InDesign 1.5- All in Favor
by Tatyana Sinioukov
However slowly, book manufacturers are getting ready to embrace Adobe InDesign 1.5, a wisely priced and vastly improved upgrade to 1.0
Adobe InDesign 1.5, the recently released upgrade to Adobe's professional page layout and design program InDesign 1.0, offers several features that enhance its PDF workflow and integration with other Adobe products.
Like its previous version, InDesign 1.5 can be integrated with Adobe Photoshop and Adobe Illustrator files; InDesign 1.5 also opens QuarkXPress and Adobe PageMaker files directly. A reported over 70 new or improved features include design tools (some are standard in other Adobe products) like the eyedropper, free transform and smooth paths, and docking palettes. In 1.5, it is now possible to wrap text around any imported EPS, PDF or image file; undo multiple steps; customize keyboard shortcuts, use the toolbox layout, and even define which plug-ins are running.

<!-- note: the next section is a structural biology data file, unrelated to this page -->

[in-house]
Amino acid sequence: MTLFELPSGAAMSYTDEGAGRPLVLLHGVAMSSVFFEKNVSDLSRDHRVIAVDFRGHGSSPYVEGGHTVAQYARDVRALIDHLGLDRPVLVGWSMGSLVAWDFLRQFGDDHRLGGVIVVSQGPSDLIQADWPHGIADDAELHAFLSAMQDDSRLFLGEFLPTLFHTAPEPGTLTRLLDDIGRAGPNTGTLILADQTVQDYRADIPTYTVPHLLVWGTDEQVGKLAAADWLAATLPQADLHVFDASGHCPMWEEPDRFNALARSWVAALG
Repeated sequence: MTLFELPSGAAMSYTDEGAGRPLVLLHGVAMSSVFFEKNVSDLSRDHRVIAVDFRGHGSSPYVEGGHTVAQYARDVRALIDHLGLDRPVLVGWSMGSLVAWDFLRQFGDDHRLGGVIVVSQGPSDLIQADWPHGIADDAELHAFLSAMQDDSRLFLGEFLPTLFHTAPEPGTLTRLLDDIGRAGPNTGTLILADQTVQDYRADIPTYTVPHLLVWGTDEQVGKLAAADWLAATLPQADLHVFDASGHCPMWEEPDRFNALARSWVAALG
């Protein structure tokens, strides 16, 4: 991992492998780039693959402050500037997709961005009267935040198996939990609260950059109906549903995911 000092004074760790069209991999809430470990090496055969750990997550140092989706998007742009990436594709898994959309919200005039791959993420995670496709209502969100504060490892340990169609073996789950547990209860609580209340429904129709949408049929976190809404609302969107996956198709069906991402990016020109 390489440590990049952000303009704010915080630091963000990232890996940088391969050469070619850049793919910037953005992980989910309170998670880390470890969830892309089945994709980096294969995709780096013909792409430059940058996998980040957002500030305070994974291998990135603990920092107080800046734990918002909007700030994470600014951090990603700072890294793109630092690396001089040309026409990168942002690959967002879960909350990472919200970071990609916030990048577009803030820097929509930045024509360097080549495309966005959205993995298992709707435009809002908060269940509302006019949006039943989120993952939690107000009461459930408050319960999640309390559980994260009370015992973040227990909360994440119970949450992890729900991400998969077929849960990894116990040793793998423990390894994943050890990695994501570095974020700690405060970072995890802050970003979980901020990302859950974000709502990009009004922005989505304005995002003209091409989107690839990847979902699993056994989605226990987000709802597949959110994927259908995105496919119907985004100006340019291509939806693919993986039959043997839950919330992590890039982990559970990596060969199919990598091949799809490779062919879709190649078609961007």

It gets better
"There are things that we've done to enhance our support, for instance, of native Photoshop files and native Illustrator files," says David Evans, Adobe's senior InDesign evangelist. Publishers of graphics-heavy books, he continues, would appreciate the support for the new clipping paths and alpha channels in Photoshop files. These new features provide users with the ability to align text to any path and then apply special effects and create clipping paths from the alpha channels.
One of the new typography features that is guaranteed to make book publishers happy, Evans remarks, is the multiline composer. It analyzes the flow of text on the page and causes the line to break much more efficiently and smoothly.
To simplify PDF export, Adobe, says Evans, added in 1.5 the ability to both script PDF output and to define PDF style. "What this means," he explains, "is that if a book publisher had created a certain PDF style that ... they wanted to share with all of their customers, they can define that style and ... give it to their image end-users."